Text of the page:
Facebook Forbids the Use of User Data for Surveillance
Bohs Hansen / 1 week ago
Last October, an investigation by the American Civil Liberties Union revealed that a company called Geofeedia had analysed data provided by Facebook, Twitter, and Instagram to supply the police in Ferguson with surveillance information. That created a lot of uproars and only Twitter overhauled its policies to try and stop this at the time. After a lot of pressure, Facebook finally announced that they’re now also forbidding this kind of data usage.
Facebook knows a lot about you, probably more than most of your friends and family. From the information you provided freely in your profile, to your preferences and likes based on reactions to posts and the chats you have with your friends – just to mention a few things. That is a lot of information, and a lot of that is made freely available to developers. It is easily accessible and it was this information, which has been neatly packaged up for developers, that Geofeedia used and analysed in order to find trends in users’ behaviour.
The updated Facebook policy now states that developers cannot use data obtained from either Facebook or Instagram to produce systems that can provide surveillance capabilities. Under its Platform Policy, it now says: “Don’t use data obtained from us to provide tools that are used for surveillance.” Having such a policy in place is great, but it also needs to be enforced. Another question is, does this apply to government and law enforcement sponsored surveillance too? Probably not.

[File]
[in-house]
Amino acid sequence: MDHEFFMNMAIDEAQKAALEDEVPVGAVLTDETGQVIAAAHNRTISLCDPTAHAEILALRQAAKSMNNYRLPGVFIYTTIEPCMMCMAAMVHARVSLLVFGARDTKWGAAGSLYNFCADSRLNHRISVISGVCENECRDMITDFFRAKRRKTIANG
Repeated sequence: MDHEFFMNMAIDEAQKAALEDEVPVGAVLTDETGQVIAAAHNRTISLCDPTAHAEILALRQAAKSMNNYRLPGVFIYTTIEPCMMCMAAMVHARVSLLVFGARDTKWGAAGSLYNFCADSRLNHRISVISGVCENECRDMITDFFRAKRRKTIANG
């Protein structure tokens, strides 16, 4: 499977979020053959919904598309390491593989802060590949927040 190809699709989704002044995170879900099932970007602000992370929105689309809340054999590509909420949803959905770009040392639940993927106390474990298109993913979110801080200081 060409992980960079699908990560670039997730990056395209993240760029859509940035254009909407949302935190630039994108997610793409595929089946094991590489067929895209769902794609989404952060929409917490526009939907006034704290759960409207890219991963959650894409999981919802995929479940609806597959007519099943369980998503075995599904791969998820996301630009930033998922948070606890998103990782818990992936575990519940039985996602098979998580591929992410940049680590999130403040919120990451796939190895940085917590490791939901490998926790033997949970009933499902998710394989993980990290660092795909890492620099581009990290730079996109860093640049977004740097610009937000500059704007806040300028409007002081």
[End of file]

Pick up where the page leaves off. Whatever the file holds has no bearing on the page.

While this is a step in the right direction, I doubt that it will have a lot of impact in any way. Sure, it is forbidden to use the information in that way now, but that doesn’t stop anyone from doing so. Especially not those who deem themselves holier than the rest or just want to make a profit.